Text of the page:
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"Multi-carIn my last Atlanta, Georgia legal blog post, I talked about a very old
and traditional law in Georgia that will come to an end when our new evidence
statute takes effect. Res gestae is an exception to the hearsay rule.
Under the hearsay rule, courts will not allow testimony about what someone
who does not come to the court said. The courts believe that testimony
would be better heard from the person who supposedly made the comment,
and that unless that person is present, the testimony is not trustworthy
enough for a court of law. Under the new evidence rules, Georgia will
still have exceptions to the hearsay rule, but not res gestae.

Until those new rules take effect, however, res gestae remains the law
in Georgia and affects those of us who are personal injury lawyers in
Georgia, so I want to continue my discussion about that topic today. Res
gestae statements are testimony about comments made by someone who is
not available to testify in the courtroom – often because they have
died, or because they cannot be found. Courts have concluded that if certain
criteria are met, res gestae statements are reliable enough to be brought
into the trial of a case, even if the person who made the statement is
not available to testify.

As an Atlanta personal injury lawyer, I generally deal with res gestae
in the context of a Georgia car accident lawsuit or a Georgia personal
injury lawsuit. If a police officer gets to the scene of the car accident
to find a dying pedestrian, and the person gasps out, “The red car
came up on the sidewalk and hit me,” the testimony may well come
into evidence as part of the res gestae.

But res gestae applies in the criminal context as well. For example, in
Jennings v. State, 292 Ga. App. 149, 664 S.E. 2d 149 (Ga. Ct. App. 2008), someone had called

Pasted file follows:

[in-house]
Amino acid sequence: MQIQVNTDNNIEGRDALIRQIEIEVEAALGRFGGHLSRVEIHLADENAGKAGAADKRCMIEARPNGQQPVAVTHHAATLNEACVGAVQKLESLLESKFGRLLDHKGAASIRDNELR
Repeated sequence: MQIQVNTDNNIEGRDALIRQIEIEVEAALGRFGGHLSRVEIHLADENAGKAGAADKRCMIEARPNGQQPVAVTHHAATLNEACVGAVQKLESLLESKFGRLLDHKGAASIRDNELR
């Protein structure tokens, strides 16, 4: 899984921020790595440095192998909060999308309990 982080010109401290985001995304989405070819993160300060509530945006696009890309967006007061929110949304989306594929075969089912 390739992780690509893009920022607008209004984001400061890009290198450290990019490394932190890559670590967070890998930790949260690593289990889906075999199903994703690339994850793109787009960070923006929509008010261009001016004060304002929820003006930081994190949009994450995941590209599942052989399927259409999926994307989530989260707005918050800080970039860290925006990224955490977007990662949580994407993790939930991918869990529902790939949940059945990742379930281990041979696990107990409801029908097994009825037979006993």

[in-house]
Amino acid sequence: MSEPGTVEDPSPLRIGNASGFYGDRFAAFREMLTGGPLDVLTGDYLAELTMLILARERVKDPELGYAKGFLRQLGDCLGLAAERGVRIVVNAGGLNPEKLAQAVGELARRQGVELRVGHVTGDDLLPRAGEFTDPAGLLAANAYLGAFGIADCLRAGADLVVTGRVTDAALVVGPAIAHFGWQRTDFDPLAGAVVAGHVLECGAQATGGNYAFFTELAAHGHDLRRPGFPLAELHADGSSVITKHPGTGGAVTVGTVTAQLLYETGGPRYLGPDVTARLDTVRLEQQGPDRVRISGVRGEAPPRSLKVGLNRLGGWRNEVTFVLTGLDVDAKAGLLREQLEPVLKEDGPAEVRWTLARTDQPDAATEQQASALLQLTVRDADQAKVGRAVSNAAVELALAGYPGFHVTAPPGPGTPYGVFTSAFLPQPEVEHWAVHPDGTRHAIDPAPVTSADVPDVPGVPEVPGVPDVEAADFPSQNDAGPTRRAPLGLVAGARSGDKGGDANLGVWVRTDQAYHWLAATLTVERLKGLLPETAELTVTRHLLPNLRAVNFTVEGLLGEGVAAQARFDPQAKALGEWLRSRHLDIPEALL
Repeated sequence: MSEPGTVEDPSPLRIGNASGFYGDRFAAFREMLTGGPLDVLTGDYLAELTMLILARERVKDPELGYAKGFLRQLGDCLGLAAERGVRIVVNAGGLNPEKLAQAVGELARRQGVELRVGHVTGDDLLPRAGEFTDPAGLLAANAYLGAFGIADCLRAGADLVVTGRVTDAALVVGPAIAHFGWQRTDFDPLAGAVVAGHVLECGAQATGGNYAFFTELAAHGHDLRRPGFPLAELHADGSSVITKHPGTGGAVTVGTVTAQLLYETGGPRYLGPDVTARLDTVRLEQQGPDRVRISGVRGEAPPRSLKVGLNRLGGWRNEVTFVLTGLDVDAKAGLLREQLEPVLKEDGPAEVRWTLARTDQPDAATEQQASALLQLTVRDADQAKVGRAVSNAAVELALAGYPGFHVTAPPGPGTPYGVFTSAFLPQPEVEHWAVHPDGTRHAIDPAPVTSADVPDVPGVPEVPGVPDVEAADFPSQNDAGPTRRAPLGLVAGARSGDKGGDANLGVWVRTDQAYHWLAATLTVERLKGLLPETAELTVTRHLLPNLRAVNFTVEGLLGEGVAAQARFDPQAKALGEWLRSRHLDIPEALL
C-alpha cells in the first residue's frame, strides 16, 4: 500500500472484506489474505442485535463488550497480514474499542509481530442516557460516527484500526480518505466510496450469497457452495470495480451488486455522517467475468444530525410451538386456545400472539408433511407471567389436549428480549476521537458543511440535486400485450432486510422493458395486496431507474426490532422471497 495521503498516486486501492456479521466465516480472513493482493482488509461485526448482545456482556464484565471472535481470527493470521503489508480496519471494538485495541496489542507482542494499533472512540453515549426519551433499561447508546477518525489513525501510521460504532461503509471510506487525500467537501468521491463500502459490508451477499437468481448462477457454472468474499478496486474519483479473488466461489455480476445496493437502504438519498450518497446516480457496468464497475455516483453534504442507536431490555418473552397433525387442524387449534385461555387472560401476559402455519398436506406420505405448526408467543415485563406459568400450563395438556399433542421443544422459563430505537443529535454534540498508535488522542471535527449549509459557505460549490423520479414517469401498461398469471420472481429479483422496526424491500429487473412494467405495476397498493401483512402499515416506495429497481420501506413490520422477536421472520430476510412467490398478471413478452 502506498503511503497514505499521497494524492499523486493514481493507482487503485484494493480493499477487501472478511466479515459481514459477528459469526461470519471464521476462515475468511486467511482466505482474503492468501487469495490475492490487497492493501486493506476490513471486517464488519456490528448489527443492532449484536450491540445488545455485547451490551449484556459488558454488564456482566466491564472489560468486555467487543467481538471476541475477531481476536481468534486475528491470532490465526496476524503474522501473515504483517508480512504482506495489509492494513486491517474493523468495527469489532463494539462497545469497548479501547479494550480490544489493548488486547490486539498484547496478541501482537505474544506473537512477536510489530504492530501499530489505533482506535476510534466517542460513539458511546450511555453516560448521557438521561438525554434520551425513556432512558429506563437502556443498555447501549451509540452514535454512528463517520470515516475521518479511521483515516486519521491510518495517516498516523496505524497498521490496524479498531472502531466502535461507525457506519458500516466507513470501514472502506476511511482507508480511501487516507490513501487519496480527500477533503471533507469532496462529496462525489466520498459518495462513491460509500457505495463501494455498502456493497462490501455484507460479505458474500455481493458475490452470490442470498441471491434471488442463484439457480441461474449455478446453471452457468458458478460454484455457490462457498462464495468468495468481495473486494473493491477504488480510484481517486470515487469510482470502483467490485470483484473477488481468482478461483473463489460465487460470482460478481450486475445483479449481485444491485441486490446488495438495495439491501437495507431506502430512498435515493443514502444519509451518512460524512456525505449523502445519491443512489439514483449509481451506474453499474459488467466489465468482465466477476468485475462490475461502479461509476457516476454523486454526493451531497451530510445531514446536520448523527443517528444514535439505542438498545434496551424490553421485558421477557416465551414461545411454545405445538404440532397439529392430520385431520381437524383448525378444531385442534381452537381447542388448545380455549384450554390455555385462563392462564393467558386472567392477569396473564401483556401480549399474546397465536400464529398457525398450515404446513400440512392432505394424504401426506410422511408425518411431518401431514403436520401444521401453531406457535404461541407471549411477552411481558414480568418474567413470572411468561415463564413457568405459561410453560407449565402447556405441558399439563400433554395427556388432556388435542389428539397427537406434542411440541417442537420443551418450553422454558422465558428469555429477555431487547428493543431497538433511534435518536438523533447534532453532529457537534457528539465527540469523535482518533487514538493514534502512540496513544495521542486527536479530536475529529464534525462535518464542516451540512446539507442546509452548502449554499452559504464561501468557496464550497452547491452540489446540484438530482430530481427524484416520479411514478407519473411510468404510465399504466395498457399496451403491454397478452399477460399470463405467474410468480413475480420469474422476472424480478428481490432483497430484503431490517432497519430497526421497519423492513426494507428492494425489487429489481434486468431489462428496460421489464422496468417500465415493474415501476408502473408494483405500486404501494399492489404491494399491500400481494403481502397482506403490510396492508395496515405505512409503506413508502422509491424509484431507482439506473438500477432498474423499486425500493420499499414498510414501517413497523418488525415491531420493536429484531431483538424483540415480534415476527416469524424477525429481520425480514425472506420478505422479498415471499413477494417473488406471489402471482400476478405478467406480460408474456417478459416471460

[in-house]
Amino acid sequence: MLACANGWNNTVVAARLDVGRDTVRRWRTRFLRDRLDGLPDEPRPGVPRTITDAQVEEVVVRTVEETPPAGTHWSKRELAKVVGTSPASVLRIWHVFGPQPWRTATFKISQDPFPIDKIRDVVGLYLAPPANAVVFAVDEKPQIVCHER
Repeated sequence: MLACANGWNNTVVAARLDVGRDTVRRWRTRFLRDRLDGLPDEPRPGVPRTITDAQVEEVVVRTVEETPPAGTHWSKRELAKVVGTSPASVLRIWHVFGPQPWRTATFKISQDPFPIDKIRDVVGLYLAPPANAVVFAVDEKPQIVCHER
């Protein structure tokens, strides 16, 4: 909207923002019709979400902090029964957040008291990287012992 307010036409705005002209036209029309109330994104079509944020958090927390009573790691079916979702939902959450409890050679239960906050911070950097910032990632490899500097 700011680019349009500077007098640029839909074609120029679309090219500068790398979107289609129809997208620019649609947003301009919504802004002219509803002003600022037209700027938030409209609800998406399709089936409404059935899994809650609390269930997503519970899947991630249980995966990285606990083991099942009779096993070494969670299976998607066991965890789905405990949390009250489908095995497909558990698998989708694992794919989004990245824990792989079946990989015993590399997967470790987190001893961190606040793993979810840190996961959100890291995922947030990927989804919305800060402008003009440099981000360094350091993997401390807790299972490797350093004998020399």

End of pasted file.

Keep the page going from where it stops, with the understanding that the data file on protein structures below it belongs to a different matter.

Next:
911. When a police officer arrived at the scene a few minutes later, “an
unidentified female who was upset approached [the police officer] outside
the residence and informed him that ‘something bad was happening
[b]ecause she said she saw these men with these guns. . . . She had said
that she saw these men going in the home; they had handguns; and they
closed the door; and she couldn’t see anything from there. She just
knew something bad had to be happening with them having handguns.'”
Id., 292 Ga. App. at 153-154, 664 S.E. 2d at 253. The Court of Appeals
agreed that the statements of the unknown woman were part of the res gestae. See also
Gaines v. State, 232 Ga. 727, 730 (Ga. 1974). In the Gaines case, an officer testified
that immediately after he heard a shot, he “saw [the victim] lying
on the ground [and] an unidentified woman shouted, “That’s
the one that shot him.” The witness testified that the woman shouted
loudly enough for the appellant to hear her, and that the appellant was
the only one standing in the street, and fled even though the officer
told him to stop and fired a warning shot. The Court concluded that these
facts showed the statement met the res gestae requirements.


Lee’s peers have named her a Georgia SuperLawyer every year for two decades.